This of course, is just a shortcut. Since the nature of catalyst is to be distributed and decentralized, you can create a client that connects to any arbitrary Catalyst node, even nodes that are not "official".

let server = Server::new("");

Supporting this is crucial for us, since we want the ability to quickly iterate on content that is not deployed to official clients, we want to reduce the strain on the existing Catalyst network while we work on the 2D client. Once we have a clear idea on how things should be implemented, we can coordinate with the DAO servers to figure out the best way to deploy 2D content, but for now we'll iterate in a custom development server.

When you have a server defined you can pass it to a ContentClient to perform actions.

For example, if you want to get the Genesis Plaza scene file, here's how you'd do it:

let server = Server::production();
let parcel = Parcel(0, 0);
let scenes = ContentClient::scene_files_for_parcels(

for scene in scenes {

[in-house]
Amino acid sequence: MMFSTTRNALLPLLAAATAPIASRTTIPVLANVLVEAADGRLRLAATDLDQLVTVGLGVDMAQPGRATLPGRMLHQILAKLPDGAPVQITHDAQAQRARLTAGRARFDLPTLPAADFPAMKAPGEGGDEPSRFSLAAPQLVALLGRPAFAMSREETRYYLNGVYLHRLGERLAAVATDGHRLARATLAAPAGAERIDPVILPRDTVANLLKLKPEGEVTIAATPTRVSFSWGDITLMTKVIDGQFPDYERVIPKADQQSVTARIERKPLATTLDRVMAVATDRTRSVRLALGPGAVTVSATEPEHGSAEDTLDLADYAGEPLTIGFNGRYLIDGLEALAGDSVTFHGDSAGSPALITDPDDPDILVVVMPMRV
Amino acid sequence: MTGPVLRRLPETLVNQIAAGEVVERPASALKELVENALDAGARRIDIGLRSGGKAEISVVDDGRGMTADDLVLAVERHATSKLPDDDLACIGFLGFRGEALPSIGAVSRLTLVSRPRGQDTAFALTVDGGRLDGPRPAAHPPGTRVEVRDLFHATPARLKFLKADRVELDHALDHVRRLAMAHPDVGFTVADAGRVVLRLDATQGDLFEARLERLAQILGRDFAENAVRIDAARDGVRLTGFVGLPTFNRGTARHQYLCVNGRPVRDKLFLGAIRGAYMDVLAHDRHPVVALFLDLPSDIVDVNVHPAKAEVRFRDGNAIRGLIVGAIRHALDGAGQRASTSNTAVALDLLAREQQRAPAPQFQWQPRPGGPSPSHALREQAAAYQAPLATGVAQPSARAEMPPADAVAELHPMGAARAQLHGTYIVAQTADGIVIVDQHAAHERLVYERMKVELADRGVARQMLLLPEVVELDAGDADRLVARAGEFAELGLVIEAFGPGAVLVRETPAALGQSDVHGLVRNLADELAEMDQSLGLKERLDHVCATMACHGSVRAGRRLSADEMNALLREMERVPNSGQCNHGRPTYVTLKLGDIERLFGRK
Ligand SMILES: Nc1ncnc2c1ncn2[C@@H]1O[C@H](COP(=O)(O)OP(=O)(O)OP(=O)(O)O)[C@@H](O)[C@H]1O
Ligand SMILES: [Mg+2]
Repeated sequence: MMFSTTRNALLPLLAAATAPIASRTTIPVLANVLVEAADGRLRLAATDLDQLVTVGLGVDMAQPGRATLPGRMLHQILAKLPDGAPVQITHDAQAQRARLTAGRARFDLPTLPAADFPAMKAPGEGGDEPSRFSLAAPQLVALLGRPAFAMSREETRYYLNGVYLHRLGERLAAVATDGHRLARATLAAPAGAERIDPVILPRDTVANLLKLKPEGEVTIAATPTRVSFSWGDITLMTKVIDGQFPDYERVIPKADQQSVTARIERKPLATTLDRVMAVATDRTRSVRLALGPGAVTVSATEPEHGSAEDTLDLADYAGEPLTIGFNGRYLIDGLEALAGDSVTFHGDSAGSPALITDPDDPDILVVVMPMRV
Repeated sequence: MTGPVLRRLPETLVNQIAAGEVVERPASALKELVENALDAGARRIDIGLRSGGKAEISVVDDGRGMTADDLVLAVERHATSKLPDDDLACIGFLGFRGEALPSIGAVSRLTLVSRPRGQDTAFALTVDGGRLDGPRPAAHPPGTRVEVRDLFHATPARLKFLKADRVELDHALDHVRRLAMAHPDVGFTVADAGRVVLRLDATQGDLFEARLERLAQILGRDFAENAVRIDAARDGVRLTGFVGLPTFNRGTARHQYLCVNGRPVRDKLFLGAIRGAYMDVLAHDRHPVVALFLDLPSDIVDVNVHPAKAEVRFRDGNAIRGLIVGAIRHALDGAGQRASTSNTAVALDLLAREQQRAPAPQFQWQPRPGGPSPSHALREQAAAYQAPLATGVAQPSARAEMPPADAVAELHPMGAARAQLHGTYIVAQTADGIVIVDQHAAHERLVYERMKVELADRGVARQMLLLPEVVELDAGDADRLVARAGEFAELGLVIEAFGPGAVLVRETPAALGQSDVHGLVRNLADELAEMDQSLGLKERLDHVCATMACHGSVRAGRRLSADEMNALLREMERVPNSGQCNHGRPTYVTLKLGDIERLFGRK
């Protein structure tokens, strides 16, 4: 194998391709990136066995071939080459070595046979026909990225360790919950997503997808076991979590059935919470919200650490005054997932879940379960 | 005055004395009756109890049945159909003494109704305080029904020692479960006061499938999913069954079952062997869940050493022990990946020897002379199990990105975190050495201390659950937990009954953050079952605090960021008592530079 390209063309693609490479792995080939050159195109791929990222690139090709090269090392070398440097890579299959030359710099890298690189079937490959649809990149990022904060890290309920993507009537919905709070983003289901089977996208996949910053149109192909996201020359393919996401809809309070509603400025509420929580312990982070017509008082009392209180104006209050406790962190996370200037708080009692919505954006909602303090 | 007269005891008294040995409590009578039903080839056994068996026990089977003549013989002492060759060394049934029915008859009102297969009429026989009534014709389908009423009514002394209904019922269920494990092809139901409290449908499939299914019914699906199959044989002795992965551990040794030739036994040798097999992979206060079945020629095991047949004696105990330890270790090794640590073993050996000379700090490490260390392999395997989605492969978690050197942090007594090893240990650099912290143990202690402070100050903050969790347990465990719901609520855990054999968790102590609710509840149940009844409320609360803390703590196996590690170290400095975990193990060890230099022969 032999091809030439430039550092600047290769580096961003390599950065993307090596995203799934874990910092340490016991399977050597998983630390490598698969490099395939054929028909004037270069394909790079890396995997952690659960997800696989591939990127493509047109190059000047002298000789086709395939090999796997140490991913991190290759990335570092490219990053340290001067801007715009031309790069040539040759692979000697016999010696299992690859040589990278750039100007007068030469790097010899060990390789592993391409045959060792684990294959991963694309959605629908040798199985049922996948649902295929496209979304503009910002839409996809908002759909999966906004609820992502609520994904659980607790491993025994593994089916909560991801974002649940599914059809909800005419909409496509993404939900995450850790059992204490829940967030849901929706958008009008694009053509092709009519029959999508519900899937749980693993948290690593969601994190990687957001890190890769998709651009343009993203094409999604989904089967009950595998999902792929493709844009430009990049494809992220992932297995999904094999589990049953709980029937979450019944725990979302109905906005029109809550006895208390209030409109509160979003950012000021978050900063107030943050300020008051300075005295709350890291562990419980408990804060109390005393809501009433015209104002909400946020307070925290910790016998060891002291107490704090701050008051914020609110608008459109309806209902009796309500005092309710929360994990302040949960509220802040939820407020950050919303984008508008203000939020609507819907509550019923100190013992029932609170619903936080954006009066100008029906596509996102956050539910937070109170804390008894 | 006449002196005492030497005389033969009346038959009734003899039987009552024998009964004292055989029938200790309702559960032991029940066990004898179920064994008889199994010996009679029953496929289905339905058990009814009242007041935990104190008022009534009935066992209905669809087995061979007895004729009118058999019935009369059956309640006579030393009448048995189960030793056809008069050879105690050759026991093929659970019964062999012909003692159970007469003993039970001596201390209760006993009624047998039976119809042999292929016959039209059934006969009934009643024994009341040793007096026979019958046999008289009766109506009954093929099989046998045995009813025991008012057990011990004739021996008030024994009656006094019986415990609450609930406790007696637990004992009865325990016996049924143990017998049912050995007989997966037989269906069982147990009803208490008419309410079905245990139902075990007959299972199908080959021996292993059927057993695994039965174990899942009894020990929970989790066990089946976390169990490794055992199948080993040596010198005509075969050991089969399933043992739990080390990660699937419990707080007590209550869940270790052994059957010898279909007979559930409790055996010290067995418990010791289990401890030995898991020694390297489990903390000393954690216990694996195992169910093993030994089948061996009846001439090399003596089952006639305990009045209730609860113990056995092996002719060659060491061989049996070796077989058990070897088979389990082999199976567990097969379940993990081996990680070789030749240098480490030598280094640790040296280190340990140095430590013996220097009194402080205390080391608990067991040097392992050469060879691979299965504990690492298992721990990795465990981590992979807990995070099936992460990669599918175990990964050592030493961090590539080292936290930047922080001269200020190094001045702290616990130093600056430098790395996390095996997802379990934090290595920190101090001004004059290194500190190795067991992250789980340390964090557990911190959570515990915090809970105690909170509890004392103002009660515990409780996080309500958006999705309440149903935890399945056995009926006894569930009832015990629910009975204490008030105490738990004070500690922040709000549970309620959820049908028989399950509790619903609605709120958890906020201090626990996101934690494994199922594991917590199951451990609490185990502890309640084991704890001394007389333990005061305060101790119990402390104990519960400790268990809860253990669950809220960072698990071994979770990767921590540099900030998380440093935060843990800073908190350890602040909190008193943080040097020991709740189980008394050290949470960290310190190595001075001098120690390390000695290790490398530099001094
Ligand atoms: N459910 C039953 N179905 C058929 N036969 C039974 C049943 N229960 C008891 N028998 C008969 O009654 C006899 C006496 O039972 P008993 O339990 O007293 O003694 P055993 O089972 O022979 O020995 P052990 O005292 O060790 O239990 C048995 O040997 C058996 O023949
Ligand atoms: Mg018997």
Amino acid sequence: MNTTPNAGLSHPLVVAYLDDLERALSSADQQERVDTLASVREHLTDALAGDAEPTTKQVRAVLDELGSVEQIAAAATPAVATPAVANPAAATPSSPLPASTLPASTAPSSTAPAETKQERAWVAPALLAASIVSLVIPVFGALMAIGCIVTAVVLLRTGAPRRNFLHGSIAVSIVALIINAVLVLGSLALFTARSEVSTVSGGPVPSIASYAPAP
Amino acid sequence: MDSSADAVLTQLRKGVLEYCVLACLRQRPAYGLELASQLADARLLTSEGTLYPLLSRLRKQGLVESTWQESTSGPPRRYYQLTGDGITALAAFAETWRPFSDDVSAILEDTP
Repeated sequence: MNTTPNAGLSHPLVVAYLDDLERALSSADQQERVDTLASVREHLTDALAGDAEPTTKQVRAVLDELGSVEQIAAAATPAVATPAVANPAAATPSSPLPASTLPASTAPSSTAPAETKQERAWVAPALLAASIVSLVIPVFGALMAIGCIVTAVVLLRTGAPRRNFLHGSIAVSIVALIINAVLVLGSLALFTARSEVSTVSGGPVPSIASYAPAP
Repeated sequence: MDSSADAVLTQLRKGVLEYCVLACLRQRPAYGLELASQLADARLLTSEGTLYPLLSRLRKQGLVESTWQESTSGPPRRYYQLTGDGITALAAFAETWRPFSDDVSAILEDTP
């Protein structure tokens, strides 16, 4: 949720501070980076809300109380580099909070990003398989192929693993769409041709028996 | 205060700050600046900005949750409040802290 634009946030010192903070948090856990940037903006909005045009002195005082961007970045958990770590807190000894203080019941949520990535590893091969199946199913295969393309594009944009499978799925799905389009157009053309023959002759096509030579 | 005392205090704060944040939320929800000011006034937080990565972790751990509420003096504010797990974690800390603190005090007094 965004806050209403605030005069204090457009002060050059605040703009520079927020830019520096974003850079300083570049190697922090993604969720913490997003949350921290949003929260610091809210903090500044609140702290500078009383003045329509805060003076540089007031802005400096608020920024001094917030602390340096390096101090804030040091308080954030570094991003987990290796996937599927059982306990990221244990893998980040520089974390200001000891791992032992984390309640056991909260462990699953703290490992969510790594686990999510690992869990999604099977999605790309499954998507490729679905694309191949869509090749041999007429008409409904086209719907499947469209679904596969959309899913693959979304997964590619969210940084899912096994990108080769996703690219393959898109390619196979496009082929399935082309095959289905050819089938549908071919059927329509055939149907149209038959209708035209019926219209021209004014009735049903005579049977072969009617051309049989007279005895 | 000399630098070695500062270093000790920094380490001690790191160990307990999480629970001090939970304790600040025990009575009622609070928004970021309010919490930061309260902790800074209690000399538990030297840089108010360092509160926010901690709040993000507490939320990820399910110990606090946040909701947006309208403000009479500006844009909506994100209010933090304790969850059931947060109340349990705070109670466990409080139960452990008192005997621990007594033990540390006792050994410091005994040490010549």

println!(" - {:?}", scene);

We're using a vector of one parcel (the "0,0" parcel belongs to the Genesis Plaza), you could add multiple parcels and it would return the scene files for all those parcels.

If you're curious you can always explore the examples. Feel free to open an issue / pull request if you find something odd. I'll be adding examples as we make more progress on the project, and fix those that are commented out for now.

I'm very committed to creating a library that is easy to use and very powerful. Because of that I created an interface (methods get and post and their raw versions for now) for users to be able to hit any endpoint of the Catalyst server, not just the ones that we need.